The ILO released its World of Work Report 2012 on Monday, and it’s grim reading, especially in the advanced economies where there are over 43 million unemployed workers. The International Institute of Labour Studies, the bit of the ILO which produced the report, found that although growth has returned to some economies since the crisis, jobs are not recovering, the risks of social unrest are increasing in most parts of the world, and, as lead report author Raymond Torres says pithily about fiscal consolidation or austerity: “the prescribed cure is killing the patient.”
The ILO’s social unrest index is based on research showing that people care more about jobs and incomes than growth per se. Torres’ own analysis of the report lists the following points about the current employment outlook:
- the current mix of tight fiscal austerity and tough labour market reforms is not having the desired effect, but actually making matters worse in terms of jobs and incomes. In over 90% of countries that have implemented austerity, unemployment is above its 2007 level;
- austerity cannot succeed in creating employment in the short term. Real investment is being hit by the lack of demand, limited credit access and confidence is ebbing away;
- austerity has failed to reduce fiscal deficits significantly. Despite aggressive cuts, Southern European countries face roughly the same fiscal deficits as before, unemployment has increased disproportionately and thousands of small businesses have closed;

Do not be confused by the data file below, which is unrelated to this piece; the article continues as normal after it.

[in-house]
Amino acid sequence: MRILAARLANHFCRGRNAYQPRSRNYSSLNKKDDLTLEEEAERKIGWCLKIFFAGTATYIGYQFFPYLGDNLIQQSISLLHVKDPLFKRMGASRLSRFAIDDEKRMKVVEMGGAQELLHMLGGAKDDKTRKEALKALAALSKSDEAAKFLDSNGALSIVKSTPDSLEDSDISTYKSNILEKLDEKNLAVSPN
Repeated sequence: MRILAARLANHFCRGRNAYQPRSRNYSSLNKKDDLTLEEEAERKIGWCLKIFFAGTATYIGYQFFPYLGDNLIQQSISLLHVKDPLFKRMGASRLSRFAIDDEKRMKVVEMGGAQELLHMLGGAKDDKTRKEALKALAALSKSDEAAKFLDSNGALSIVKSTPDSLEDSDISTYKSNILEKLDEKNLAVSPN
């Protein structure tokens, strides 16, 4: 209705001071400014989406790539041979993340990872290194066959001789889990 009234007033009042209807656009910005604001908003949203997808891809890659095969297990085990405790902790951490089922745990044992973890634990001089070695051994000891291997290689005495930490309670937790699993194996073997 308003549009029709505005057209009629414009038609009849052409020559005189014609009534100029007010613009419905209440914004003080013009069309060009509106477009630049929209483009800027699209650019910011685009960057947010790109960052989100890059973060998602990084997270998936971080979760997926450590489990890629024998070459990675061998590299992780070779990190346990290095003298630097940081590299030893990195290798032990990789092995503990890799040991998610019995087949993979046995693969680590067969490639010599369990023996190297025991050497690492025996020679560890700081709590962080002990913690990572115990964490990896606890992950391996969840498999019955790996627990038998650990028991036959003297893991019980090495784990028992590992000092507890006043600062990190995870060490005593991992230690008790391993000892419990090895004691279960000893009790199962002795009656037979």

- ill-conceived labour market reforms carried out in some advanced economies – particularly in Europe – have exacerbated precariousness and inequalities, while failing to generate new jobs.
“It is simply unreasonable to carry on down a path that is so evidently failing to heal the economy and create employment. Labour markets worldwide are still in intensive care … there are some 50 million fewer jobs now than at the start of the crisis. In the meantime, around 40 million people enter the global labour market each year.
“To insist on a cure that is killing the patient is a folly we can no longer indulge in. Europe could take a more balanced approach which – unlike austerity pure and simple – has proven to work. … The mood in the streets is becoming increasingly hostile to the austerity approach.”
But the ILO report, subtitled Better Jobs for a Better Economy, maintains that there is an alternative: a strategy focused on growth and jobs, including reform of the financial sector so that it supports the real economy rather than vice versa, progressive taxation and public investment. The ILO estimates that with just a moderate stimulus, 1.8-2.1 million jobs could be created in just one year in the advanced economies. The ’job-rich growth’ that the ILO maintain would result would eventually deal with deficits without huge social dislocation and unrest.